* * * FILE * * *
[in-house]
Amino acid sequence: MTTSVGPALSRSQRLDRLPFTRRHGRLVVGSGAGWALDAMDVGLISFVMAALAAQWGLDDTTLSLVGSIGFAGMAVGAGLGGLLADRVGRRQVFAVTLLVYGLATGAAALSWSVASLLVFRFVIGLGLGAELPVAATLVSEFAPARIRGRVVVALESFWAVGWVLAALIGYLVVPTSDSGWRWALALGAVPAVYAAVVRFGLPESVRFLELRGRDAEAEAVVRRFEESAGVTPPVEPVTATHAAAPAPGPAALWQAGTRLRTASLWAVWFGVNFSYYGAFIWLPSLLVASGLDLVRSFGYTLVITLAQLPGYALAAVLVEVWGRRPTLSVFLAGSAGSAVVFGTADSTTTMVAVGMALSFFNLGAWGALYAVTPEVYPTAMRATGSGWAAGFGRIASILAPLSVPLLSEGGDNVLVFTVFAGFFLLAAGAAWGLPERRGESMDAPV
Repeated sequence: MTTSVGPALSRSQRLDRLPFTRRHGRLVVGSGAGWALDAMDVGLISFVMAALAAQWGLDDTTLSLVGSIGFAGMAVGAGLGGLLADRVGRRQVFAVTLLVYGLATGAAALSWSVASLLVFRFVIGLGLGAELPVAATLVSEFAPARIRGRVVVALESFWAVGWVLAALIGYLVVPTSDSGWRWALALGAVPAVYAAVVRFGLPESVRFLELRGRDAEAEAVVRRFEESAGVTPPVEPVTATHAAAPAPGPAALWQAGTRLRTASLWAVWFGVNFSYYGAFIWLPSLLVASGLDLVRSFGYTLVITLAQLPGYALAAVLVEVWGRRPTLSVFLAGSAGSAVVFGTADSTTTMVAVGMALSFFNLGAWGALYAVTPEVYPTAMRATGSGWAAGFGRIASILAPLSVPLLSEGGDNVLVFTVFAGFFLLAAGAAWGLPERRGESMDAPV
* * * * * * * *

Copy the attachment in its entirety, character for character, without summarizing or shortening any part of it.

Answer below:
[in-house]
Amino acid sequence: MTTSVGPALSRSQRLDRLPFTRRHGRLVVGSGAGWALDAMDVGLISFVMAALAAQWGLDDTTLSLVGSIGFAGMAVGAGLGGLLADRVGRRQVFAVTLLVYGLATGAAALSWSVASLLVFRFVIGLGLGAELPVAATLVSEFAPARIRGRVVVALESFWAVGWVLAALIGYLVVPTSDSGWRWALALGAVPAVYAAVVRFGLPESVRFLELRGRDAEAEAVVRRFEESAGVTPPVEPVTATHAAAPAPGPAALWQAGTRLRTASLWAVWFGVNFSYYGAFIWLPSLLVASGLDLVRSFGYTLVITLAQLPGYALAAVLVEVWGRRPTLSVFLAGSAGSAVVFGTADSTTTMVAVGMALSFFNLGAWGALYAVTPEVYPTAMRATGSGWAAGFGRIASILAPLSVPLLSEGGDNVLVFTVFAGFFLLAAGAAWGLPERRGESMDAPV
Repeated sequence: MTTSVGPALSRSQRLDRLPFTRRHGRLVVGSGAGWALDAMDVGLISFVMAALAAQWGLDDTTLSLVGSIGFAGMAVGAGLGGLLADRVGRRQVFAVTLLVYGLATGAAALSWSVASLLVFRFVIGLGLGAELPVAATLVSEFAPARIRGRVVVALESFWAVGWVLAALIGYLVVPTSDSGWRWALALGAVPAVYAAVVRFGLPESVRFLELRGRDAEAEAVVRRFEESAGVTPPVEPVTATHAAAPAPGPAALWQAGTRLRTASLWAVWFGVNFSYYGAFIWLPSLLVASGLDLVRSFGYTLVITLAQLPGYALAAVLVEVWGRRPTLSVFLAGSAGSAVVFGTADSTTTMVAVGMALSFFNLGAWGALYAVTPEVYPTAMRATGSGWAAGFGRIASILAPLSVPLLSEGGDNVLVFTVFAGFFLLAAGAAWGLPERRGESMDAPV